32. The detachable cab of claim 31 , further comprising an exterior shell secured to the core frame structure.

33. The detachable cab of claim 31 or 32, further comprising an interior shell secured within the core frame structure.

34. An amphibious vehicle comprising the detachable cab of any one of claims 1 to 33.

35. The amphibious vehicle of claim 34, which is an amphibious excavator, ATV, UTV, truck or car.

36. The amphibious vehicle of claim 35, which is an amphibious excavator.

Description:
DETACHABLE CAB FOR AN AMPHIBIOUS VEHICLE

CROSS-REFERENCE TO RELATED APPLICATIONS

[0001] This application claims the benefit of and priority to United States

Provisional Patent Application No. 62/945,649 filed December 9, 2019, which is hereby incorporated by reference in its entirety.

TECHNICAL FIELD

[0002] The present disclosure generally relates to detachable cabs for amphibious vehicles. In particular, the present disclosure relates to detachable cabs having independent flotation capacity along with a safe enclosure for the occupant and may comprise a number of additional features to increase the likelihood of occupant survival following an emergency.

BACKGROUND

[0003] Amphibious vehicles and equipment provide a convenient means to traverse and/or operate on both land and water. Although the automotive industry continues to advance safety features for the operation of vehicles on land, there exists a gap in technology regarding safety features for amphibious vehicles on water, particularly in regards to work equipment such as amphibious excavators. Indeed, deadly accidents involving amphibious vehicles have occurred recently on water.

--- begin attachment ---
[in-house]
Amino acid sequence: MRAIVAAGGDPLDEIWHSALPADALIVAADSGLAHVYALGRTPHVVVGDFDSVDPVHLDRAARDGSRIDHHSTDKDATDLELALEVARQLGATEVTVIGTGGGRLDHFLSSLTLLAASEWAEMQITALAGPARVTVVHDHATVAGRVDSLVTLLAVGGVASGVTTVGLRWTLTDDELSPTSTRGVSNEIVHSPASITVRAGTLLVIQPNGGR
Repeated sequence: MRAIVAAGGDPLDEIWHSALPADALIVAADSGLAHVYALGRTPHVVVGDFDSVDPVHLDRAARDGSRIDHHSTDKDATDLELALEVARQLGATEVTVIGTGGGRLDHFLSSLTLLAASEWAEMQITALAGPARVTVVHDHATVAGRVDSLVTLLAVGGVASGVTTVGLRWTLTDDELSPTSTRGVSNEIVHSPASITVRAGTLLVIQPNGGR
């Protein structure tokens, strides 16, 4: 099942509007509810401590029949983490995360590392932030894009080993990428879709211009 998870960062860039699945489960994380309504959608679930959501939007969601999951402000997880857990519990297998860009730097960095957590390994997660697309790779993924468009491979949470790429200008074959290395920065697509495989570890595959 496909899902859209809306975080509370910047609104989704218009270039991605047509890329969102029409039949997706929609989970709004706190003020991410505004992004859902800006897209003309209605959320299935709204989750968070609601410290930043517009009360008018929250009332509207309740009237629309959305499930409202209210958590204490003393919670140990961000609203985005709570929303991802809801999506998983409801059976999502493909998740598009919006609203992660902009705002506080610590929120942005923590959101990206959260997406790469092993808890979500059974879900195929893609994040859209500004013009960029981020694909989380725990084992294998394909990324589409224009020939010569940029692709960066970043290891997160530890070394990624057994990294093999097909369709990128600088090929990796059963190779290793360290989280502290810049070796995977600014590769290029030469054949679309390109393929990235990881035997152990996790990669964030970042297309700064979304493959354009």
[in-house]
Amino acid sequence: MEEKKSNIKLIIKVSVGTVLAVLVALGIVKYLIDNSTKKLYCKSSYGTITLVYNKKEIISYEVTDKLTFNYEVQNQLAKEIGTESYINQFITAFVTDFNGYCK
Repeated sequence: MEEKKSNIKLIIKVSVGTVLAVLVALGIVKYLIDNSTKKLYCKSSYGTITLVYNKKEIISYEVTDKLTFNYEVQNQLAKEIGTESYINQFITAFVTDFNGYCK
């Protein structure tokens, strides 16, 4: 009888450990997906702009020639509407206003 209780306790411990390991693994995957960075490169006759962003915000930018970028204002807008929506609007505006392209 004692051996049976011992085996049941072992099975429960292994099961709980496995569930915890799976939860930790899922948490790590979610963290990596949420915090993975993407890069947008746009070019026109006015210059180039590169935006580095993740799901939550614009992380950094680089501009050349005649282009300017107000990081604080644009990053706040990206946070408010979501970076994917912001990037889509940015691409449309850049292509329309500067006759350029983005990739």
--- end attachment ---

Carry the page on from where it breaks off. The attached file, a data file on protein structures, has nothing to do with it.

[0004] Difficulties in maneuvering waters in poor weather conditions and assessing underwater terrain, among other factors, makes operation of amphibious vehicles on water a potentially life-threatening activity. This is particularly the case for engineered dam and dyke systems used to capture oil sand tailings, as well as othertypes of tailings ponds. The management of oil sands tailings is one of the more difficult environmental challenges facing the oil sands industry. By late 2017, it was estimated that tailings ponds in Alberta held about 1.2 trillion litres of contaminated water and covered about 220 square kilometres. Amphibious excavators are frequently used in the management of these tailing ponds, and rollover incidents have occurred.

[0005] Attempts have been made to improve the safety of operating amphibious vehicles in water by improving vehicle flotation, water stability and water maneuverability. Such safety advances decrease the chances of the amphibious vehicle suffering a hazardous accident on water, but they do not eliminate them.

[0006] A need exists for an improved amphibious vehicle cabin that provides a means to safely escape if an emergency, such as a vehicle upset or fire, is experienced on water.

SUMMARY

[0007] The present disclosure provides a detachable cab for an amphibious vehicle. In particular, the present disclosure provides an operator cab that is automatically or manually detachable from an amphibious vehicle, thereby enabling the operator and possibly other occupants to escape from the amphibious vehicle in an emergency situation, such as an upset.